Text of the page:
Bob, I was going to say Jets because of Todd Downing, but they now have Tyrod Taylor. I could’ve said Washington since it might need a bridge for a rookie (which may be a possibility even after signing Marcus Mariota). The New Orleans Saints could use a more experienced backup, with 2023 rookie Jake Haener now the top backup to Derek Carr, so perhaps that’s a possibility.

But presuming that playing time is the goal, I think Denver would be the team that makes most sense. While Sean Payton likes Jarrett Stidham, the coach also likes having a sort-of second offensive coordinator taking snaps for him, and so Tannehill’s experience and knowhow would appeal to him. And if the Broncos can’t position themselves to draft a quarterback, it’s hard to imagine Stidham having an endless leash as starter.

So gimme Denver for Tannehill.

From Zeze (@Zezex0_0): What is the likelihood the Cardinals trade down from pick 4 with Marvin Harrison Jr. available?

Zeze, if I had to bet right now, I’d say Arizona sticks and drafts Marvin Harrison Jr. He’s considered a wheelhouse pick for GM Monti Ossenfort, the same way Harrison’s old college teammate, Johnson, was a year ago: a character-clean prospect with great workout and football makeup, and high-end measurables for his position.

So landing Harrison seems like the likelihood. But as Ted DiBiase used to say, everyone’s got a price. And maybe a team like the Vikings is willing to pay it … which is to say I don’t think Ossenfort is married to sticking at No. 4 and taking a player, no matter how perfect he may be.

From Chris Mercurio (@Cmerc5): You’ve reported that the Patriots have rebuffed teams looking to trade up (thankfully), is there a scenario you can see them change their mind? What would a trade offer look like to entice them?

Chris, sure. I think it’d take a couple things. One would be if they were uneasy with the quarterback that falls to them—and remember that they have no control over which one winds up getting to No. 3. And two, I think it’d have to be a real haul, with enough current-year assets so that New England could fill more than one of its pressing needs in 2024 with top-100 picks. If it happens, my guess is it’d be an on-the-clock trade.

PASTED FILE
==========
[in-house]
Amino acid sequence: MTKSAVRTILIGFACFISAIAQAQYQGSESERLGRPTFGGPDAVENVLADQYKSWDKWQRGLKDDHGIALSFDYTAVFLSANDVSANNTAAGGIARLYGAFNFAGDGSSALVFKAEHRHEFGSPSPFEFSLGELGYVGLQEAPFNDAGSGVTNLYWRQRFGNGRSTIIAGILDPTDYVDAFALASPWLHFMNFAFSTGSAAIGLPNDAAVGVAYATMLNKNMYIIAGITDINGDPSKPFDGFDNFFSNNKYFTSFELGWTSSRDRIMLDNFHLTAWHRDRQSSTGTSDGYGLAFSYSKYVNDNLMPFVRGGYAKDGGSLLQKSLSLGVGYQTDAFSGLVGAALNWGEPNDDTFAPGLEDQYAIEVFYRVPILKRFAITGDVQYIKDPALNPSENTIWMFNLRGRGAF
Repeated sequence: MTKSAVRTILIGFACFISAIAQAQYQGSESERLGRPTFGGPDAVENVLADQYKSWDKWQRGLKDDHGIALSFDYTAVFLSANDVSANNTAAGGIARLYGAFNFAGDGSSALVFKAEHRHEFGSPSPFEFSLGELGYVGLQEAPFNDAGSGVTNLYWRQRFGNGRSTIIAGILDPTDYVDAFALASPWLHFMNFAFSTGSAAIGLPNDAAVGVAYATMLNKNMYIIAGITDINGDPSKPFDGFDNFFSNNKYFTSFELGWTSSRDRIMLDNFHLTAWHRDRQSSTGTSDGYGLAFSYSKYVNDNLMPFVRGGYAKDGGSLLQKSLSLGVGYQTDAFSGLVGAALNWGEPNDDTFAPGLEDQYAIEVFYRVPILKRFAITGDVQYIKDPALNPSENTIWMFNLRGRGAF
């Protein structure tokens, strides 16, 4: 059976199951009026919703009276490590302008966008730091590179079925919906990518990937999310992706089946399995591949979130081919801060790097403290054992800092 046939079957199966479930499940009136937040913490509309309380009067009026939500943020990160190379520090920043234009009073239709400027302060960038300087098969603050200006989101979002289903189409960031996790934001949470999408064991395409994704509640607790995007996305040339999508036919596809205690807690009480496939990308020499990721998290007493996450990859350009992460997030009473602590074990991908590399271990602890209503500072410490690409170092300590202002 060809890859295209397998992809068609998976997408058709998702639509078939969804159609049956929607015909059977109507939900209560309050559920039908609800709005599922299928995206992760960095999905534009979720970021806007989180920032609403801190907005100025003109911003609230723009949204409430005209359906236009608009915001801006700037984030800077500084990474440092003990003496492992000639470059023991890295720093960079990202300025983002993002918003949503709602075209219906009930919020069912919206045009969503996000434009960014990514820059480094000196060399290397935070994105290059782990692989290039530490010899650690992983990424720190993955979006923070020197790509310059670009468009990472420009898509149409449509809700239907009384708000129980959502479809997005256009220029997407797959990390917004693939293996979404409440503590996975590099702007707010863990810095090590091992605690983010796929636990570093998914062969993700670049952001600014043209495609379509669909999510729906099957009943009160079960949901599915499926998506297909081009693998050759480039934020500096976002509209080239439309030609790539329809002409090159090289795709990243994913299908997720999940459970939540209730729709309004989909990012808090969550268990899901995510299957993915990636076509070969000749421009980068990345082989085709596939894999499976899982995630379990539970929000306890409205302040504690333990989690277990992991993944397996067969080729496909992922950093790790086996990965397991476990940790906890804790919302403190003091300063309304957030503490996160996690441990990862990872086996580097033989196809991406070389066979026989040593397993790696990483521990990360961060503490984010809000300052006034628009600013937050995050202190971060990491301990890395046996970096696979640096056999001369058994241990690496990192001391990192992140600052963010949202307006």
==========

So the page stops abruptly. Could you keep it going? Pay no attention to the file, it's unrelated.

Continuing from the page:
From Anthony Amico (@amicsta): We have heard a lot about the top 4 QBs in this class, but what’s the latest buzz on Bo Nix and Michael Penix? How likely are they to be selected on Day 1?

Anthony, my feeling now is Nix won’t be. And Michael Penix Jr. is iffy. Maybe it’s just who I was talking to, but I had too many people at the combine refer to Nix as an NFL backup to ignore it. Meanwhile, with Penix, the medicals will obviously be a big part of the equation. One team exec I talked to about the Washington quarterback said his doctor’s grade on Penix “wasn’t awful,” but there was still plenty to work through. And while Penix helped himself, for sure, last year, I still don’t think teams are as high on him as the public thinks.

April 25 might be a long day for both of them.

From Bernie Bahrmasel (@BernieBahrmasel): How do you anticipate the Dak contract extension sorting itself out or otherwise?

Bernie, in the end, I think even with his concerns, Dallas Cowboys owner Jerry Jones isn’t going to want to see what’s behind Door No. 2 if he lets Dak Prescott go. And, remember, via the last negotiation, the Cowboys can’t franchise Prescott again, which gives the quarterback pre-training camp leverage over the negotiation.

My guess would be there’s a new deal in place in July, with lots of huffing and puffing and back-and-forth before then.

From Zach Fogelman (@FogelmanZach): What is the Rams plan for defense now after the Aaron Donald retirement? Is Hasson Reddick an option for them or Dallas Turner in the draft?

Zach, it’s interesting because new defensive coordinator Chris Shula, grandson of Don, is now going at his first shot running a unit with a no-name defense of his own. The Los Angeles Rams do have young, promising pieces like Kobie Turner and Byron Young. But it’s hard to predict how different everyone looks without Aaron Donald to pull all the attention away from the other 10 players in the huddle.

Short answer: I think the Rams will have their ear to the ground for opportunities like the one they pounced on with Jalen Ramsey in 2019. Otherwise, they’ll focus their draft effort in trying to further build up the defense group around their young stars

From Rise Up Kirko (@RiseUpReader): What’s the Falcons plan for the defense? Any other big moves in the works or are we looking at the draft?

Kirko, as we detailed Monday, the Atlanta Falcons pivoted off a plan to pursue Christin Wilkins and Danielle Hunter after signing Cousins. Now, with Rondale Moore and Darnell Mooney added, the offensive line solidified, and the young skill talent stars in place, I think GM Terry Fontenot focuses Atlanta’s No. 8 pick and beyond in the draft on adding to the defense.

Alabama’s Dallas Turner would be just what the doctor ordered, as I see it.

From how bout those CHIEFS (@hbtCHIEFS): What are you currently hearing on L’Jarius Sneed and the latest on his potential trade status?

Chiefs, the Vikings, Detroit Lions, and Indianapolis Colts were the three teams in early on him. I’d say Detroit is less likely now after the trade for Carlton Davis, but the other two are lingering in the picture, and there’s no real urgency now to get something done.

My guess would be things heat up on Sneed prior to the draft.

From Necha (@justnecha): Will learn from others. Reading mode activated

Thanks for showing up, Necha. That’s half the battle.